December 2023

IZA DP No. 16695: Automation and Gender: Implications for Occupational Segregation and the Gender Skill Gap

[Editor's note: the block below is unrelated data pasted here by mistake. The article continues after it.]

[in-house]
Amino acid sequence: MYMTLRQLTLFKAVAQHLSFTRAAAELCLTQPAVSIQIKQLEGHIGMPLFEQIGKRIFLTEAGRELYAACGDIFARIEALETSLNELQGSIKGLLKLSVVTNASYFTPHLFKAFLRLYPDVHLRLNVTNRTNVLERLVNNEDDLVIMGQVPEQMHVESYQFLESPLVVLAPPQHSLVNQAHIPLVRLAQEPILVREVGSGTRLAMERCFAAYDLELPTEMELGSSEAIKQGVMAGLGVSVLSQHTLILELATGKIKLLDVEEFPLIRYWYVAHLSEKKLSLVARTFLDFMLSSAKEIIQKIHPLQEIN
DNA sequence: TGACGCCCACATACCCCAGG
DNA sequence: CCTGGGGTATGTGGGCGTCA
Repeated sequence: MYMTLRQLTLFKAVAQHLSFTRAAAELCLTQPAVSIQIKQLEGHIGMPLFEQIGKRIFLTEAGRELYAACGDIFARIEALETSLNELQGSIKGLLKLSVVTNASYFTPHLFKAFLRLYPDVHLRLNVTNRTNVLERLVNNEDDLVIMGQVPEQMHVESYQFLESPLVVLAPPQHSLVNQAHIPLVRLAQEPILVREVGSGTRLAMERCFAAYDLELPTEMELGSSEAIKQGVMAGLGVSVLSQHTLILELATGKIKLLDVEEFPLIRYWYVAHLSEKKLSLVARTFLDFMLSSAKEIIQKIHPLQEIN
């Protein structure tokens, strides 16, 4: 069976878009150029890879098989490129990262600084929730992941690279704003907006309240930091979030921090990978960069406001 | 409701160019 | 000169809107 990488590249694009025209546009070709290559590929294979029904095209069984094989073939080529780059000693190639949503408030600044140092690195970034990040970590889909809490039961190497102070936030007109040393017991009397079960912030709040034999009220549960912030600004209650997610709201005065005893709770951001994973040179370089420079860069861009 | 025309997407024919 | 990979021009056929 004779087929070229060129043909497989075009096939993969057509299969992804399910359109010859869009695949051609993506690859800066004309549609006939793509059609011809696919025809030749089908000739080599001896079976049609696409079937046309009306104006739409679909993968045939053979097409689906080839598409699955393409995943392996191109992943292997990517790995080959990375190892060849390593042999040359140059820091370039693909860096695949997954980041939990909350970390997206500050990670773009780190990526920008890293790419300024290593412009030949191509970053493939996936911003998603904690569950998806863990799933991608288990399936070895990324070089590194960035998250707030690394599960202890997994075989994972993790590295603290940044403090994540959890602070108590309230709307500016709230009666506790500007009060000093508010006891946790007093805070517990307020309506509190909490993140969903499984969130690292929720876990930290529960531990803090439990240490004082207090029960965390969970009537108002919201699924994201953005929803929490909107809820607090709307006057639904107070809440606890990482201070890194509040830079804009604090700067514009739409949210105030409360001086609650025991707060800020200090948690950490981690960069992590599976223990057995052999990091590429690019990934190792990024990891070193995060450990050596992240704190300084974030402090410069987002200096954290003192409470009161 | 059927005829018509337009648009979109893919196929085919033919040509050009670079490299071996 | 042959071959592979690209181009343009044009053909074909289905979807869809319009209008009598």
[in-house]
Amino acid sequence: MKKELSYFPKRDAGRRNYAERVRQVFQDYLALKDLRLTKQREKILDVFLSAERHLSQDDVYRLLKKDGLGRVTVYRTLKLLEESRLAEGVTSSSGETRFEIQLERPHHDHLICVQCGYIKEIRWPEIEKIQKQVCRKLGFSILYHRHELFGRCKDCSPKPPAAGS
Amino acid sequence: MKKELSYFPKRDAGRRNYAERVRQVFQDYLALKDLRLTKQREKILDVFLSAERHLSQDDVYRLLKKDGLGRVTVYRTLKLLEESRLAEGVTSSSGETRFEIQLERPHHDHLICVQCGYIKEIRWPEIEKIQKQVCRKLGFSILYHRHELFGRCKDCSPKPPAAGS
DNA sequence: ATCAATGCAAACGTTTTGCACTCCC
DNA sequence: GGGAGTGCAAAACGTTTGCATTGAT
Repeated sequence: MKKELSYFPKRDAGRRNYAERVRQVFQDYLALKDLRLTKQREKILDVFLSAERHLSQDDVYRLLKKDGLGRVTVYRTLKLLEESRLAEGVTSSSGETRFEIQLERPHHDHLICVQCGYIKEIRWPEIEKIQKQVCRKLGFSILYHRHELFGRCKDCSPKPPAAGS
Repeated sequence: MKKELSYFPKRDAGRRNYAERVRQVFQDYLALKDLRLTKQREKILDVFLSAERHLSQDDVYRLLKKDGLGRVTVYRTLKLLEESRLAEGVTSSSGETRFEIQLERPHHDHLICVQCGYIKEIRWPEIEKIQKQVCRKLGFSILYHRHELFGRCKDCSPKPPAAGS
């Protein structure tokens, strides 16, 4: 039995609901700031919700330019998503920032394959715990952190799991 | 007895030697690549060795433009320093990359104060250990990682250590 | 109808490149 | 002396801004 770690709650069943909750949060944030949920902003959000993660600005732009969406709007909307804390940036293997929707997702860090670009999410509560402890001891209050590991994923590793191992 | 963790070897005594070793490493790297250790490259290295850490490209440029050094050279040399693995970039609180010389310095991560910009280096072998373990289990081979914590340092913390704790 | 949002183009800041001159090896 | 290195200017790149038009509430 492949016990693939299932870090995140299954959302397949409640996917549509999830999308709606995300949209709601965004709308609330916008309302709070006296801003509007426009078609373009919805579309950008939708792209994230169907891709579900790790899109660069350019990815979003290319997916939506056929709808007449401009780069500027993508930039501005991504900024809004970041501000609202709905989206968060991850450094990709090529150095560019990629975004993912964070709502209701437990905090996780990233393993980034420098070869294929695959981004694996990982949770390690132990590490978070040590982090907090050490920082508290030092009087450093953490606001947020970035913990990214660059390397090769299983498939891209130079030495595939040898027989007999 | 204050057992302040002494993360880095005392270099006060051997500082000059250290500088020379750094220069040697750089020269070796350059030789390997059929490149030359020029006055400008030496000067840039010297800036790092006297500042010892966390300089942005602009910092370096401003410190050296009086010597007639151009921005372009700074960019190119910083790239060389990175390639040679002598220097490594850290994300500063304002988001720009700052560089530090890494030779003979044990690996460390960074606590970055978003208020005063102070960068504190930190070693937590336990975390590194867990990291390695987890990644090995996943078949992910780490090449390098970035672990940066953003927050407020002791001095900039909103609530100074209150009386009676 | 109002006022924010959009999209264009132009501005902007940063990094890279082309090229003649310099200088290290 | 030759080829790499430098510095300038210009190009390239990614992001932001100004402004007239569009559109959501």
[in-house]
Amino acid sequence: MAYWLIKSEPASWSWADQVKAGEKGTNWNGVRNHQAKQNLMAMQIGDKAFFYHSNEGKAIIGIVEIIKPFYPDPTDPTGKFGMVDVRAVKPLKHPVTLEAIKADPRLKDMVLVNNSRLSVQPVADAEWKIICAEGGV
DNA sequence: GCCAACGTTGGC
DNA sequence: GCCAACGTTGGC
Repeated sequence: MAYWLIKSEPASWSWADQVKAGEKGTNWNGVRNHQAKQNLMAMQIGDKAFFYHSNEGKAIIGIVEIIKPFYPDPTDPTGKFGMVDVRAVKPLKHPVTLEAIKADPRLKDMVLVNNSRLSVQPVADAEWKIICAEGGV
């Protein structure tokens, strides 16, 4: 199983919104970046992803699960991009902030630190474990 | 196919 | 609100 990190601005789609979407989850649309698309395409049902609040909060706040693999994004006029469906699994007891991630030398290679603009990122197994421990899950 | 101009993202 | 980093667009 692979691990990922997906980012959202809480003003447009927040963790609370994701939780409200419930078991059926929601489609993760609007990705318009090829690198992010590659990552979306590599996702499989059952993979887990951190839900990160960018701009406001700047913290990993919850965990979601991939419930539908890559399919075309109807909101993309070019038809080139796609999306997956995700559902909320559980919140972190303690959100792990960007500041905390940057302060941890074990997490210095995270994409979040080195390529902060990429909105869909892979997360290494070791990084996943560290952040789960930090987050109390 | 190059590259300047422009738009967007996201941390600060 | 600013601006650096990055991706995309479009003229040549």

We examine the differential effects of automation on the labor market and educational outcomes of women relative to men over the past four decades. Although women were disproportionately employed in occupations with a high risk of automation in 1980, they were more likely to shift to high-skill, high-wage occupations than men in over time. We provide a causal link by exploiting variation in local labor market exposure to automation attributable to historical differences in local industry structure. For a given change in the exposure to automation across commuting zones, women were more likely than men to shift out of routine task-intensive occupations to high-skill, high wage occupations over the subsequent decade. The net effect is that initially routine-intensive local labor markets experienced greater occupational gender integration. College attainment among younger workers, particularly women, also rose signicantly more in areas more exposed to automation. We propose a model of occupational choice with endogenous skill investments, where social skills and routine tasks are q-complements, and women have a comparative advantage in social skills, to explain the observed patterns. Supporting the model mechanisms, areas with greater exposure to automation experienced a greater movement of women into occupations with high social skill (and high cognitive) requirements than men.